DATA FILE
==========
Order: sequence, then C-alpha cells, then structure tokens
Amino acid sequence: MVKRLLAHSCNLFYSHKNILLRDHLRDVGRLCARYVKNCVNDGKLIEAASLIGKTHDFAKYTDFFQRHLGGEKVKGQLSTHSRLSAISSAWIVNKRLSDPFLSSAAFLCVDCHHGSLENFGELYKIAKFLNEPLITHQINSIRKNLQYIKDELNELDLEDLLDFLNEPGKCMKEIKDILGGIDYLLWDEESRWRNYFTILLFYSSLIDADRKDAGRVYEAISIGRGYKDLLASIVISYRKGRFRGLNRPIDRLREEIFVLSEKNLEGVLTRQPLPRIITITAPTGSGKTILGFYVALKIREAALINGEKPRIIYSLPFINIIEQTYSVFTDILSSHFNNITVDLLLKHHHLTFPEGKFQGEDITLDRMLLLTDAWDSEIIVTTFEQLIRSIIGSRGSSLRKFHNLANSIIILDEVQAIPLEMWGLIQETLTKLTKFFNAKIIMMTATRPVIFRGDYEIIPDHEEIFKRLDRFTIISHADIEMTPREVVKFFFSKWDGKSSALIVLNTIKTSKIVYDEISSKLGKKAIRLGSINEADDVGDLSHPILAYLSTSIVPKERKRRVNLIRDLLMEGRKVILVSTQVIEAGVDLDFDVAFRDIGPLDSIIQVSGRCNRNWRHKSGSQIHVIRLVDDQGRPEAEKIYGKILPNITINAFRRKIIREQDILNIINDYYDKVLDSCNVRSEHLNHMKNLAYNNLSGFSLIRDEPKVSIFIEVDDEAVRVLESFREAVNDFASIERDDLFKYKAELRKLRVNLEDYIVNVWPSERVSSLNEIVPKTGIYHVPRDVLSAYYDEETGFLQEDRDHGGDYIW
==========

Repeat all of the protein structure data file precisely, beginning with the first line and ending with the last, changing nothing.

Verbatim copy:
Order: sequence, then C-alpha cells, then structure tokens
Amino acid sequence: MVKRLLAHSCNLFYSHKNILLRDHLRDVGRLCARYVKNCVNDGKLIEAASLIGKTHDFAKYTDFFQRHLGGEKVKGQLSTHSRLSAISSAWIVNKRLSDPFLSSAAFLCVDCHHGSLENFGELYKIAKFLNEPLITHQINSIRKNLQYIKDELNELDLEDLLDFLNEPGKCMKEIKDILGGIDYLLWDEESRWRNYFTILLFYSSLIDADRKDAGRVYEAISIGRGYKDLLASIVISYRKGRFRGLNRPIDRLREEIFVLSEKNLEGVLTRQPLPRIITITAPTGSGKTILGFYVALKIREAALINGEKPRIIYSLPFINIIEQTYSVFTDILSSHFNNITVDLLLKHHHLTFPEGKFQGEDITLDRMLLLTDAWDSEIIVTTFEQLIRSIIGSRGSSLRKFHNLANSIIILDEVQAIPLEMWGLIQETLTKLTKFFNAKIIMMTATRPVIFRGDYEIIPDHEEIFKRLDRFTIISHADIEMTPREVVKFFFSKWDGKSSALIVLNTIKTSKIVYDEISSKLGKKAIRLGSINEADDVGDLSHPILAYLSTSIVPKERKRRVNLIRDLLMEGRKVILVSTQVIEAGVDLDFDVAFRDIGPLDSIIQVSGRCNRNWRHKSGSQIHVIRLVDDQGRPEAEKIYGKILPNITINAFRRKIIREQDILNIINDYYDKVLDSCNVRSEHLNHMKNLAYNNLSGFSLIRDEPKVSIFIEVDDEAVRVLESFREAVNDFASIERDDLFKYKAELRKLRVNLEDYIVNVWPSERVSSLNEIVPKTGIYHVPRDVLSAYYDEETGFLQEDRDHGGDYIW